Architecture is often measured through epochs of time, and undoubtedly these buildings are representative of where the world is today. Here are 14 incredible examples of 21st Century architecture:
Beijing National Stadium (Bird’s Nest) Beijing, China
The Beijing National Stadium was constructed ahead of the 2008 Olympic Games. Its signature latticed steel construction and its resulting appearance gave rise to its nickname, the Bird’s Nest.
Absolute World, Toronto, Canada
Absolute World is a twin-tower residential development located in a Toronto suburb. The two towers do away with the traditional confines of a skyscraper and appear to twist towards one another.
The Blue Planet, Copenhagen, Denmark
The Blue Planet is an aquarium, designed to mimic the fluid nature of the ocean. If the need arises, the building’s size can be expanded by 30%. It contains some 7 million liters of water.
BMW Welt, Munich, Germany
The BMW Welt was built to give the car manufacturer’s customers a new space in which to experience its history and pick up their new cars. The building has a solar array on its roof generating 800kW of electricity.
City of Arts and Sciences, Valencia, Spain
This is actually a compound of buildings, all designed in an ultra-modern style. L’Hemisfèric can be seen in the foreground, while El Palau de les Arts Reina Sofía is in the background.
Walt Disney Concert Hall, Los Angeles, USA
The Disney Concert Hall polarizes opinion. Designed by the same architect that designed the Guggenheim Museum in Bilbao, Spain, no-one can deny it’s an icon of 21st Century architecture.
Gardens by the Bay, Marina Bay, Singapore
Gardens by the Bay was developed with the intention of making it Singapore’s premier outdoor recreation space. Note the enormous glass conservatories and the Supertrees to the left of the picture.
Harpa Concert Hall, Reykjavik, Iceland
Opened during the height of the Icelandic depression, Harpa is a beacon of hope and cultural advancement for the country’s capital. It features multi-colored glass panels throughout its construction.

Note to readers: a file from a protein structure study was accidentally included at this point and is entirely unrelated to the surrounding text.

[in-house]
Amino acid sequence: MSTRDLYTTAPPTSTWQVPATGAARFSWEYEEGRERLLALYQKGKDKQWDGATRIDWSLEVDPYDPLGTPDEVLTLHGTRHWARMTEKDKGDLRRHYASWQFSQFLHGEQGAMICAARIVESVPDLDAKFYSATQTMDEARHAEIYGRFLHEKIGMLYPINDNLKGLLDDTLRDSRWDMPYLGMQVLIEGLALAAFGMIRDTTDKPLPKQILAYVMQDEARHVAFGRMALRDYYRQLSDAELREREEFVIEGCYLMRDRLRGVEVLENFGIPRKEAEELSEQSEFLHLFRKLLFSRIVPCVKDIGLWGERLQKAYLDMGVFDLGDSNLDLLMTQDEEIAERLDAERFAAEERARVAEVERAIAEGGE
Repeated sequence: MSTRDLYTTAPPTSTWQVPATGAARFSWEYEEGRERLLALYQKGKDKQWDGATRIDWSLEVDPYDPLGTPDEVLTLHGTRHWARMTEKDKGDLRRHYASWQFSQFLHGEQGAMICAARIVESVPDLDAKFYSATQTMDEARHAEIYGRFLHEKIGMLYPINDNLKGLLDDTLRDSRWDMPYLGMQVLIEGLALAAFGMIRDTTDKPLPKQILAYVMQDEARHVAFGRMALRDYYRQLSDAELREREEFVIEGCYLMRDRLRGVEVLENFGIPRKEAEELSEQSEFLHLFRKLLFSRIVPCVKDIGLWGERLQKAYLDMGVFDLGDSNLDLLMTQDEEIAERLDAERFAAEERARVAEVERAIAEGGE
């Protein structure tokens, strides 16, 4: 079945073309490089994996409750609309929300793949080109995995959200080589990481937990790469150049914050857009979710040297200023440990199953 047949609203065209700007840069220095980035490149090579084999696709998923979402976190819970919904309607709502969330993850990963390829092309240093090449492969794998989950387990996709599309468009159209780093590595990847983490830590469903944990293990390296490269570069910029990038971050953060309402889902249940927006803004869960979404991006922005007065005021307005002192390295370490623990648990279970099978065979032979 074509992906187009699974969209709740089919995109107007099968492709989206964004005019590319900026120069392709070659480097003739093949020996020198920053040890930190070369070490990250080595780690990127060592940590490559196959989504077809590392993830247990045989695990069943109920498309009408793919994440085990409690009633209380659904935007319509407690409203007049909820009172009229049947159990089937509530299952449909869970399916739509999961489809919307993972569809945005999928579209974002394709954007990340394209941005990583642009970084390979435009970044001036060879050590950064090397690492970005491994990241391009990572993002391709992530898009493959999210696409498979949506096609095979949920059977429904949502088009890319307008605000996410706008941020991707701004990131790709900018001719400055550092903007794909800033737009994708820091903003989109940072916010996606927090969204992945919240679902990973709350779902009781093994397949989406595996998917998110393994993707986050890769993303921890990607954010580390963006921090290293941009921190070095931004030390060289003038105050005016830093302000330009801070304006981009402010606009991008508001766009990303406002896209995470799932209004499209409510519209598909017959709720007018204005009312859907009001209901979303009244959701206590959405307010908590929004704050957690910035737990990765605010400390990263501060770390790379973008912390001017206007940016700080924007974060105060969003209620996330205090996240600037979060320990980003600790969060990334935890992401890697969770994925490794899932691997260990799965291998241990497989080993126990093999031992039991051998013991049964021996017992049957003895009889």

Metropol Parosol, Seville, Spain
This creation is supposedly the largest wooden structure in the world – it’s made out of birch. It houses an archeology museum and a restaurant, as well as providing shelter for Seville’s central market.
National Center for the Performing Arts (The Egg), Beijing, China
From this picture, it’s pretty obvious to see how this building got its nickname. Its simplicity and transparency contrast greatly with Beijing’s ornate Forbidden City, which is located nearby.
Museum of Islamic Art, Doha, Qatar
This beautiful building required coaxing a 90-year-old, world-famous architect out of retirement, waiting for him to tour the Islamic world for six months for inspiration, and the construction of a man-made island.
Seattle Central Library, Seattle, USA
The Central Library in Seattle does away with all notions of stuffy and cramped libraries by using vast expanses of glass and also features enormous reading rooms. It is a living museum of knowledge.
The Shard, London, UK
While this project faced strong opposition at first, it is now nothing short of an iconic London landmark. The Shard is the tallest building in Western Europe, dwarfing all other buildings in the English capital.
Statoil Regional and International Offices, Oslo, Norway
Some 2,500 employees come to work in this building every day. It was designed with the idea that every single one of them deserved a prime working space. The building boasts exceptional views of the Oslo fjord.